By Lee Horton
Peninsula Daily News
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After more than a week of vacation, I have returned to the North Olympic Peninsula.
Every time I leave the Peninsula, whether it is for a day or a week, I am always reminded during my drive back of how great this area is.
We are lucky to live here.
Sometimes we might forget how lucky because we see small segments of the Peninsula on a daily basis, but returning after some time away provides the necessary reminder.
Anglers, on the other hand, don’t need to leave to be reminded of the Peninsula’s greatness.
Saltwater salmon fishing is in full force right now.
Chinook, coho and pinks all are in season along the north coast, Strait of Juan de Fuca and Hood Canal.
And just a few weeks in, the salmon fishing is off to a fantastic start.
The state Department of Fish and Wildlife’s creel reports reveal that there were seven instances last week in which the daily reported chinook catch totals off Sekiu and Port Angeles were 95 or more.
Sekiu has been the hot spot for silvers, with four days of 100 or more coho being reported.
Humpies really took off late last week.
In Sekiu, the catch totals surpassed 240 pinks twice, and surpassed 125 another two times.
Port Angeles had a whopping 258 pinks reported Saturday, 199 on Sunday and 164 on Friday.
Brian Menkal of Brian’s Sporting Goods and More (360-683-1950) in Sequim said the success has carried over into this week.
“Lots of kings are being caught off P.A., and silvers and humpies are going nuts,” he said.
Port Townsend salmon
After letting the rest of the Peninsula get a head start, the chinook fishery opened in Marine Area 9 (Admiralty Inlet) earlier this week.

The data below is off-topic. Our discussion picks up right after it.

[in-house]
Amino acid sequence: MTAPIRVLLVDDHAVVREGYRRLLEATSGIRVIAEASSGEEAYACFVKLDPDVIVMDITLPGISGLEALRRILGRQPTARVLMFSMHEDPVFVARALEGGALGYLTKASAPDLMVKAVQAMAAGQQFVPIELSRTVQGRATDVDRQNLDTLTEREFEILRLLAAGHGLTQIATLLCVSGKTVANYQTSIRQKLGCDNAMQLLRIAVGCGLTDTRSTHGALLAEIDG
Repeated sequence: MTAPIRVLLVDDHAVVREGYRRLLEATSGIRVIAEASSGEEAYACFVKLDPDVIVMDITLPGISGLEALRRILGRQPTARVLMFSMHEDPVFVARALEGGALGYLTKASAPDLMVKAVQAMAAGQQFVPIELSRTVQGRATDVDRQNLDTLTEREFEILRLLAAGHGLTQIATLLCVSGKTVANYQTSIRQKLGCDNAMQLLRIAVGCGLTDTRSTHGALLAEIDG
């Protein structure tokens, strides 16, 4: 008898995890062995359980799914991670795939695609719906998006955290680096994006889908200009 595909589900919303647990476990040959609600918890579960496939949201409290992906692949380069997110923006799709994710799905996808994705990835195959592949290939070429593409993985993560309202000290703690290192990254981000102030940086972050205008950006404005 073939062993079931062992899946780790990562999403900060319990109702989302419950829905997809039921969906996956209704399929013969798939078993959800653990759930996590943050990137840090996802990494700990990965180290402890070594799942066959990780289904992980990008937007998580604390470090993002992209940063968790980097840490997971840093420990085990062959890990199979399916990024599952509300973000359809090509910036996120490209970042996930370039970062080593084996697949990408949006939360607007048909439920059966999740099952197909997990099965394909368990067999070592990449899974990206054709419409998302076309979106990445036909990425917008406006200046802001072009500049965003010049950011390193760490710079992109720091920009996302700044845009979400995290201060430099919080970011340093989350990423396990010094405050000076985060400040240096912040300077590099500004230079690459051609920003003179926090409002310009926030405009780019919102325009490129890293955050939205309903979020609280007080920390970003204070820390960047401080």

“It was amazing,” Eric Elliott of The Fishin’ Hole (360-385-7031) in Port Townsend said of the fisheries first days.
“Everyone was saying they were hitting their limits.”
And what would a salmon fishery opening be without a salmon derby?
The fourth annual Chimacum Alumni Association Salmon Derby in Port Hadlock will take place Saturday and Sunday.
Proceeds from this derby will go towards scholarships provided by the Chimacum Alumni Association.
The derby is open to all and will be held in the waters of Marine Area 9.
First place will win $1,000, second takes $500, and third-place and mystery-weight finishers will take home $250.
Prizes for fifth through 10th place will be donated by local businesses.
In the kids derby, children can win $100 for first place and bicycles for finishing second and third.
Tickets are $25 per adult, with children 14 and younger admitted free for the kids derby.
All anglers must have a ticket to participate.
Tickets are available at the event’s sponsoring businesses: Four Corners Store; Westside Marine, The Fishin’ Hole at Port Townsend Fuel Dock and LPL Financial Services/Rich Gastfield in Port Townsend; Eldridge Homes Inc. in Port Ludlow; and Olympic Equipment Rentals in Port Hadlock.
Fishing is open from dawn to 3 p.m. July 20 and from dawn to noon July 21.
Weigh-in location is The Fishin’ Hole at the Port Townsend Fuel Dock, 199 Benedict St. in Port Townsend’s Boat Haven.
Prize winners need not be present to win.
Suggested boat launches are Lower Port Hadlock Boat Launch, Fort Flagler State Park, Port of Port Townsend Marina, Mats Mats Bay or Port Ludlow.
For more information, phone Billy Eldridge at 360-821-1007.
Another PT derby
The Fishin’ Hole also will serve as a weigh-in station for the 15th annual Kitsap Poggies Club Salmon Derby on Saturday, Aug. 3.
This derby covers Marine Areas 9, 10 (Seattle/Bremerton area) and 11 (Tacoma-Vashon Island).
Tickets cost $25.
First prize is $1,000, second places takes home $750, third place gets $500, fourth place receives $250 and fifth place takes home $200.
Fish must be weighed by 2 p.m. to be eligible for prizes, which will be awarded at 6 p.m. at Brownsville Marina on the evening of the derby.
Puget Sound Anglers
Sam Brenkman, chief fisheries biologist for the Olympic National Park, will be the speaker at tonight’s meeting of the North Olympic Chapter of the Puget Sound Anglers club.
Brenkman will give an update on the current status of salmon and steelhead populations since the Elwha dam removal, and the future impact on various fisheries.
The meeting begins at 6:45 p.m. at the Trinity United Methodist Church and 100 S. Blake Ave. in Sequim.
Outdoors columnist Lee Horton appears here Thursdays and Fridays. He can be reached at 360-452-2345, ext. 5152 or at firstname.lastname@example.org.